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Publication numberUS2437725 A
Publication typeGrant
Publication dateMar 16, 1948
Filing dateNov 23, 1945
Priority dateNov 23, 1945
Publication numberUS 2437725 A, US 2437725A, US-A-2437725, US2437725 A, US2437725A
InventorsConner Edward A
Original AssigneeAmerican Chain & Cable Co
Export CitationBiBTeX, EndNote, RefMan
External Links: USPTO, USPTO Assignment, Espacenet
Winding machine
US 2437725 A
Abstract  available in
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Claims  available in
Description  (OCR text may contain errors)

March 16, 1948. E. A. CON-NER WINDING MACHINE Filed Nov. 23, 1945 2 Sheet s-Sheet i 5 @RB. mm =5 m N R Wm l iflnfllllllnllfl If R, Q m mm NN mm Q \Q INVENTOR d j ATTORNEY March 16, 1948. E. A. coNNER WINDING MACHINE Filed Nov. 25, 1945 2 sheets-sh et 2 ATTORNEY Patented ar. 16, 1948 WINDING MACHINE Edward A. Conner, Stratford, Conn., assignor to American Chain & Cable Company,

Inc.,

Bridgeport, Conn, a corporation of New York Application November 23, 1945, Serial No. 630,245

6 Claims. (01. 242-9) This invention relates to winding, and more particularly to the accurate formation of coils for various purposes.

Coils intended for rapid unwinding by axial paying out of the line, and other devices employing coils in which a very even and very close spacing is desired, have a distributing mechanism which, in general, consists of a guide for the line, and means for producing relative movement between the mandrel upon which the line is being wound and this guide. Reversing mechanisms are generally known which automatically reverse the direction of travel of the line axially of the mandrel, but they suffer from the disadvantage of producing a, slight discontinuity at the end of each layer being wound. It is with this defect of present winding machines that the present invention is concerned.

Another defect of ordinary winding mechanisms is that the line cannot be wound with these machines in such a manner as to produce a coil that is as closely wound as would be possible with hand winding at very low speeds. This is because the guide should be so positioned with reference to the line being wound that it lags slightly regardless of the direction in which it is traveling along the mandrel axis.

It is therefore a primary object of the present invention to provide a distributing mechanism for winding machines which makes provision for the discontinuity ordinarily encountered at each end of a layer of closely wound line.

It is a further object of the present invention to provide a winding machine which will wind the line closely without the intervention of manual adjustment.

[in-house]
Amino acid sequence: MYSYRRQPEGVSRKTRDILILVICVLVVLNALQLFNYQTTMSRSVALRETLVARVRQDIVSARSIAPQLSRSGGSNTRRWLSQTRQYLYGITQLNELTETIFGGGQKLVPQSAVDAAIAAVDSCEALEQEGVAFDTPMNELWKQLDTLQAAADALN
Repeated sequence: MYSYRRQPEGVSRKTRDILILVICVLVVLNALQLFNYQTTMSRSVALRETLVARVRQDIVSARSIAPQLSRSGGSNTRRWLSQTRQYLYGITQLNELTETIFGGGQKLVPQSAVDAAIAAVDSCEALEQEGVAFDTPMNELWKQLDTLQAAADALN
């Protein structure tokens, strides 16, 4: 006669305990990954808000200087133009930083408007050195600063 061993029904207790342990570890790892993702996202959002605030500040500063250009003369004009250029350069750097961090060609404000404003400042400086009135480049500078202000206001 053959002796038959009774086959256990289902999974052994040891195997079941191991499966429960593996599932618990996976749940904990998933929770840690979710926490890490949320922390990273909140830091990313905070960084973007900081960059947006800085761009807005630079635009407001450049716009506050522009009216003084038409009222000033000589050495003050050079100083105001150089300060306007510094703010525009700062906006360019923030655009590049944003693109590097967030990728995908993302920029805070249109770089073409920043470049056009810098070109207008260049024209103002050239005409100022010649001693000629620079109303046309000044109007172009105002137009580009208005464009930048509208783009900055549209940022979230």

Further objects and advantages will become apparent as this description proceeds, the description and drawings referring to one form of the present invention and being illustrative rather than limitative, the invention being best comprehended from the claims rather than from this description.

Referring now to the drawings:

Fig. 1 shows a front elevation of one form of machine embodying the present invention;

Fig. 2 shows a section taken on line 2-2 of Fig. 1; and

Fig. 3 shows a fragmentary section taken on line 3--3 of Fig. 2.

The winding machine illustrated in the drawing comprises a shaft i9 mounted for rotation and driven by a motor l I through a change speed device I2. The drive is from an output pulley l3 of the change speed device to a pulley l4 mountedon the shaft I0, a belt 15 connecting these pulleys. Rotation of this shaft Ill causes formation of coil [6 on a mandrel or spool on the shaft.

In order to guide the line onto the coil l6 properly, a sheave H is employed. Means is provided for causing reciprocation of this sheave I! back and forth along the axis of the shaft 10. It is with this mechanism that the present invention has chiefly to do.

A pair of supports I8 carry bearings which support lead screws l9 and 2B for rotation. These lead screws have threads of the same hand but are geared together by means of gears 2| and 22 to rotate in opposite directions. Thus, one screw can be used for causing travel in one direction and the other for travel in the opposite direction.

In order to drive the screws at the proper rotative speed, a chain 23 is provided which is driven from the sprocket 24 on the shaft Ill and, in turn, drives the sprocket 25 on a change speed device 26. The output shaft of the change speed device carries a gear 21 which meshes with another gear 23 which, in turn, drives a shaft 29. This shaft 29, through the intermediacy of gears 30, 3!, and 32, transmits the rotary motion of the shaft to the lower lead screw 21!. Rotation of the shaft I0 therefore produces a rotation of both of the screws i9 and 29 in opposite directions, the angular velocity of the lead screws having a definite relation to the angular velocity of the shaft 10 depending upon the setting of the change speed device 26. The change speed device 26 is for the purpose of permitting a different rate of feed whereby coils of difierent size line may be formed.